“We’re asking a lot,” said Robert A. Preti, general manager of cell therapy manufacturer Hitachi Chemical Regenerative Medicine Business Sector. “We’re turning over the responsibility for the mechanism of action to the cell.”

Any change in the manufacturing process of the cells runs the risk of changing the final product. “We can’t fully explain whether we’ve made that change or not because we don’t fully understand how the cell is doing what it’s doing. And that’s created a bit of a challenge for us,” Preti said.

Bottleneck Should Clear Up

Both Shah and Preti expressed optimism these challenges will be resolved. “It probably is a bottleneck right now, but I’m hoping in a couple years we won’t see as much of it as we do right now,” Shah said.

The FDA predicts it will be approving 10 to 20 gene therapy products a year by 2025.

If manufacturers had CAR-T platforms that could be modified to accommodate all the different products that are coming out today, it could help bridge some of the current manufacturing gaps, Preti said.

“I liken it to grandma’s cookie recipe,” Preti said. “Every grandma has a cookie recipe.” They’re all using the same types of equipment, but each one has her own baking methods.

“There’s a commonality into how to make those cookies,” he said.

Preti added that Hitachi is working on developing a manufacturing platform that could reduce the complexity of the current system and make CAR-T manufacturing easier to scale. “That will be sustainable at a very high quality. And the cost of goods will come down at the same time because you’ll be able to scale.”

There’s also been movement for CAR-T developers to use the same device, which Shah said could help make the manufacturing process more efficient.

“Right now, what’s happening is if somebody wants to [create a therapy] targeting a new antigen, they start from scratch,” Shah said. But it’s possible that some parts of the process can be automated. “Automation might be a component to T-cell technology and being able to move things around more efficiently.”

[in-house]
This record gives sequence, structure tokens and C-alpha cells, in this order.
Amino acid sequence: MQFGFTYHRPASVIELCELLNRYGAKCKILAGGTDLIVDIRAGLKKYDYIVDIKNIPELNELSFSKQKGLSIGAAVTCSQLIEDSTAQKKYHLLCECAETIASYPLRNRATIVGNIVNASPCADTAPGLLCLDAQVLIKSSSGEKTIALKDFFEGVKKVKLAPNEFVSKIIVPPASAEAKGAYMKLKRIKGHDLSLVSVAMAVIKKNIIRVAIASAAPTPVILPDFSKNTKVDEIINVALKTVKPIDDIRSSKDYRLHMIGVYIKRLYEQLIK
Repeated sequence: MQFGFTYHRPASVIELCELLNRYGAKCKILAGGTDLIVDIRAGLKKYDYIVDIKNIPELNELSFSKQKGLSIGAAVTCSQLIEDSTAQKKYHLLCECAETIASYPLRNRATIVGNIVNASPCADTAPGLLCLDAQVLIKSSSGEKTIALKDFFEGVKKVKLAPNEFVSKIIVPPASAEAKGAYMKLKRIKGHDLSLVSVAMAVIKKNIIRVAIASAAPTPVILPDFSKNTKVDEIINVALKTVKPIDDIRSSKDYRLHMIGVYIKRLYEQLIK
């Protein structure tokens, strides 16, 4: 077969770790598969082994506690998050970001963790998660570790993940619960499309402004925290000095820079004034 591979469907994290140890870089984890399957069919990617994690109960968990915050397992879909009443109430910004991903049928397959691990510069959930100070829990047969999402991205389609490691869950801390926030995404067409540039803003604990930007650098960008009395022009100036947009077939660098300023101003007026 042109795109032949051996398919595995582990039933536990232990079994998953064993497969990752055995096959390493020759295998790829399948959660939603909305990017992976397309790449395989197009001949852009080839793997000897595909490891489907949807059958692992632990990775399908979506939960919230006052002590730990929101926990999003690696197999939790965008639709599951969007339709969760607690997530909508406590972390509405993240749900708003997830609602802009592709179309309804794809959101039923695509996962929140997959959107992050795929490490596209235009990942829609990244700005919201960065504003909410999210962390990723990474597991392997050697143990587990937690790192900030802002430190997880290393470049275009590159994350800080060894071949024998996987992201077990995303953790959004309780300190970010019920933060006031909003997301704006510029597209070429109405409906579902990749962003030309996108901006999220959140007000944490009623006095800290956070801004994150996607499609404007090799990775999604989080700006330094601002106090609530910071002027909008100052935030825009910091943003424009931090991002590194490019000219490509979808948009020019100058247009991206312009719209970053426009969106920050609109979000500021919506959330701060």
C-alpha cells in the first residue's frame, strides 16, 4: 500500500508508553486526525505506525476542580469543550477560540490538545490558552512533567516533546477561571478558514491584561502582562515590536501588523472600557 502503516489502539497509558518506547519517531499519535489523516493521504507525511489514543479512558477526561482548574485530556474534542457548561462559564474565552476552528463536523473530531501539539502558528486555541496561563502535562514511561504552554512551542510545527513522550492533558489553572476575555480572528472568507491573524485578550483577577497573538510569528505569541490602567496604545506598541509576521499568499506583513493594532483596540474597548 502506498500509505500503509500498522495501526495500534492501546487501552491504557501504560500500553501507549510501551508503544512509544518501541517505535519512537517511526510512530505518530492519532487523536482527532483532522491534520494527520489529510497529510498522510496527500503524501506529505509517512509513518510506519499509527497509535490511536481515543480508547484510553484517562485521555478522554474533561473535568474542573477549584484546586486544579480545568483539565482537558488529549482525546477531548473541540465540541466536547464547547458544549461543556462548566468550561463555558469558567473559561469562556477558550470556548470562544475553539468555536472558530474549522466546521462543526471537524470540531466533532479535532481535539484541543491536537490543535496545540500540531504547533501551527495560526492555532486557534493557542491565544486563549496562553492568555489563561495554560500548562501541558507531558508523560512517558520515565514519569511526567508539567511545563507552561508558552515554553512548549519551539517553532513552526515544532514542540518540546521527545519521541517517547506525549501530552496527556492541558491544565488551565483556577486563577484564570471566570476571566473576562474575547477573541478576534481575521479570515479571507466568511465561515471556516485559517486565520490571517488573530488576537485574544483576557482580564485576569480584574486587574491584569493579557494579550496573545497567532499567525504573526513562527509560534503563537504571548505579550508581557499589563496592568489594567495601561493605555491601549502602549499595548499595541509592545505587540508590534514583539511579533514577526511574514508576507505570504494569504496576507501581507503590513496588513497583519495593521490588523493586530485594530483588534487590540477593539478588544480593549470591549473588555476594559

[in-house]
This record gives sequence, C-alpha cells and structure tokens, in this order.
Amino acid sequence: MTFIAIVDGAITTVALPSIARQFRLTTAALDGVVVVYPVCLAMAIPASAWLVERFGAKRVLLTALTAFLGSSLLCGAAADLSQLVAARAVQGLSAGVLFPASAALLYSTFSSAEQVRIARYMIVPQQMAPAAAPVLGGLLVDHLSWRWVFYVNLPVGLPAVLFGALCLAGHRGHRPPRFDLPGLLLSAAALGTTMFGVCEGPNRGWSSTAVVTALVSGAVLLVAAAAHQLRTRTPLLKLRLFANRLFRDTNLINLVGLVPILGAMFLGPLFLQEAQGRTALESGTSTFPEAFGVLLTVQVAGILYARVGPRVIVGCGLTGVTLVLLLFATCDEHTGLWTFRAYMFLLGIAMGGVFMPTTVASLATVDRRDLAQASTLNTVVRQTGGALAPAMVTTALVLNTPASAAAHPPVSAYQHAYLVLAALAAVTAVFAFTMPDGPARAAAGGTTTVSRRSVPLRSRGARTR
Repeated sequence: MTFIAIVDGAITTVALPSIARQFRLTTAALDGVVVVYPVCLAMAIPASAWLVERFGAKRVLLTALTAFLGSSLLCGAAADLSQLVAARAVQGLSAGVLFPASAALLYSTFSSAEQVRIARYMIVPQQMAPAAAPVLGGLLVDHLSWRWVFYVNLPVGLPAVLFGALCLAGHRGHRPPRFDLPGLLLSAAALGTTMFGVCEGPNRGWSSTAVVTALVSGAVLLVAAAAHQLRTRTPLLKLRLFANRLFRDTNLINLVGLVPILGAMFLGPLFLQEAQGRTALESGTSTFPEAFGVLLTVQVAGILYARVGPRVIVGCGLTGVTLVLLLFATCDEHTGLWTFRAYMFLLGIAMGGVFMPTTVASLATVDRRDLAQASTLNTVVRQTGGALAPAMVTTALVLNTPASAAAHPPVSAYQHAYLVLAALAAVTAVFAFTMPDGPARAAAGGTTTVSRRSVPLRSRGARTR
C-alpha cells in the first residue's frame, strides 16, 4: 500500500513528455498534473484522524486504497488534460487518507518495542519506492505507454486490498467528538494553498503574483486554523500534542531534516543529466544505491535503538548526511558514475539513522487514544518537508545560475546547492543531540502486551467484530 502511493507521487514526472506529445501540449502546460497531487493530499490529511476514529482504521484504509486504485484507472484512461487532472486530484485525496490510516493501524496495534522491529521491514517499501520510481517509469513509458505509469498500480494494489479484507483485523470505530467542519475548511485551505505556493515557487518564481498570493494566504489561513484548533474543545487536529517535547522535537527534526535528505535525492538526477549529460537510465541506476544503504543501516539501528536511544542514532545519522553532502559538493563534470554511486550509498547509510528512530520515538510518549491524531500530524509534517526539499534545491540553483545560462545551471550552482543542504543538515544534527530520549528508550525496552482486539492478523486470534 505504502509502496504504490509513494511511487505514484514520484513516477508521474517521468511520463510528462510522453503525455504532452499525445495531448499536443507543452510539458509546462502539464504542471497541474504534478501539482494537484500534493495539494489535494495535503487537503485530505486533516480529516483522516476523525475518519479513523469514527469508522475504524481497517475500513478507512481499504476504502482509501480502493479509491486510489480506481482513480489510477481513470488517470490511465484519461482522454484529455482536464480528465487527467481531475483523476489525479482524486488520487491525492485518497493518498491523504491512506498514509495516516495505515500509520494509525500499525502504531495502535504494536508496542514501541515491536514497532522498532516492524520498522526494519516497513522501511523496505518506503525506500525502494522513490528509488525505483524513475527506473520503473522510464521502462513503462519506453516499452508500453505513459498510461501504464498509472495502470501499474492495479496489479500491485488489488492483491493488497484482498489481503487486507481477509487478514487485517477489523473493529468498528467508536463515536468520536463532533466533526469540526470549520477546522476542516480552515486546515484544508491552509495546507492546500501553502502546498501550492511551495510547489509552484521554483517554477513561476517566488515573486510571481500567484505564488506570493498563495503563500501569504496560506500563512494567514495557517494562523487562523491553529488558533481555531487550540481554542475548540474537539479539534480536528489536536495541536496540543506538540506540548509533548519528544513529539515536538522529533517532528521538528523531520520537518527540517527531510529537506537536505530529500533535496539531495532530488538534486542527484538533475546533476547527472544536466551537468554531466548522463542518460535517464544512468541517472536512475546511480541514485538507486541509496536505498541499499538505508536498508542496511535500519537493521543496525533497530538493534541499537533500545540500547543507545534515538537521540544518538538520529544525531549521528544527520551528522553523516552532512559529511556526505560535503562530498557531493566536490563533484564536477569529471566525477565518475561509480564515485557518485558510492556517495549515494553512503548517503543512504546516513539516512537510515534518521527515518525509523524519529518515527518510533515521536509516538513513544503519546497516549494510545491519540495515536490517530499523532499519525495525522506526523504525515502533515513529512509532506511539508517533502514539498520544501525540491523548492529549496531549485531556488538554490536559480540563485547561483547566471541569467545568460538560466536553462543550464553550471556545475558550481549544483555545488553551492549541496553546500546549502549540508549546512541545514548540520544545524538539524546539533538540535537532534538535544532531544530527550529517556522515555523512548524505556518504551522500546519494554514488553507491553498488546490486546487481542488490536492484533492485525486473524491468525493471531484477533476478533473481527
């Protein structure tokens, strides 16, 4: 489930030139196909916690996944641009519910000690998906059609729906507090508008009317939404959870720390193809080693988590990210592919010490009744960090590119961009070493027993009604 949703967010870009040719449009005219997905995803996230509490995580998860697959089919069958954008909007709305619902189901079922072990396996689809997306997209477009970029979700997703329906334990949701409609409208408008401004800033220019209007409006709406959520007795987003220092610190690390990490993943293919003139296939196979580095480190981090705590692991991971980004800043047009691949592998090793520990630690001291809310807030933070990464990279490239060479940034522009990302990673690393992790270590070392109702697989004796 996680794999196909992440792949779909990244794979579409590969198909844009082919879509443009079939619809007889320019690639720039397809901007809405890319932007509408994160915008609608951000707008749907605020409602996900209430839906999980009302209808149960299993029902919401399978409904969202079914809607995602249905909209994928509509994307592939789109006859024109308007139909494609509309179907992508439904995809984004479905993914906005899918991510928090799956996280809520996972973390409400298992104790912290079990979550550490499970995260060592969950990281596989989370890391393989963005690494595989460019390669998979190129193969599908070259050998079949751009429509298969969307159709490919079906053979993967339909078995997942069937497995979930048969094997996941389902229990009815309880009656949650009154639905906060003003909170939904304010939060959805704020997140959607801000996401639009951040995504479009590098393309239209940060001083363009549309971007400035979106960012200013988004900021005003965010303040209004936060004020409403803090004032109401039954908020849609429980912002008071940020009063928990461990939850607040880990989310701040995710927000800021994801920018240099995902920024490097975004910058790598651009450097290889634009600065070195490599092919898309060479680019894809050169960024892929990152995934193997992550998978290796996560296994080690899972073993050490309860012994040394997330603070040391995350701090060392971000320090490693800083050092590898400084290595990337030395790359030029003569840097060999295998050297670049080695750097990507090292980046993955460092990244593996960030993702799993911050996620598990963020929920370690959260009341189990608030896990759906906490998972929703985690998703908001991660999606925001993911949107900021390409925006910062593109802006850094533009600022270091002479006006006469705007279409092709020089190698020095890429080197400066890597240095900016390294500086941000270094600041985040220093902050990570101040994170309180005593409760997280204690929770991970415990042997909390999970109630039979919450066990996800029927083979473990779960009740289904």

Several companies are looking for CAR-T strategies that are more “off the shelf,” Bollard said. “One way of doing it is by generating banks of different types of cell therapies from healthy donors that you can then give the patient, depending on their disease and depending on their tissue type.”

FDA Guidance Coming

The Food and Drug Administration is working on new guidance to address these manufacturing challenges.

Preti said the agency could be most helpful in explaining its expectations for the different phases of product development, Preti said.

For example, what level of grade for materials will the agency allow during a Phase I clinical trial, when researchers first expose an experimental therapy to humans, compared to what’s acceptable at the commercial level?

During Phase I, developers often can’t create at a commercial-grade level the substances used to carry out laboratory tests, known as reagents, because that work is coming directly from a research lab, Preti said. “What do we need to do exactly, and how do we help our customers who are coming to us using a reagent?”

Novartis Expansion Plans

Novartis also welcomes more guidance on CAR-T manufacturing, company spokesman Eric Althoff told Bloomberg Law. The Swiss-based pharma giant wants to increase its manufacturing capacity four-fold in 2019, in part by doubling the size of a New Jersey plant and through its acquisition last month of French-based manufacturer CELLforCURE.

“Novartis took a cutting-edge, personalized treatment approach from the clinic and created an entire CAR-T delivery eco-system,” Althoff said. “We are continually learning and making improvements to our process to manufacture and supply Kymriah and ensure that the children and adults who can benefit from it have access to this therapy.”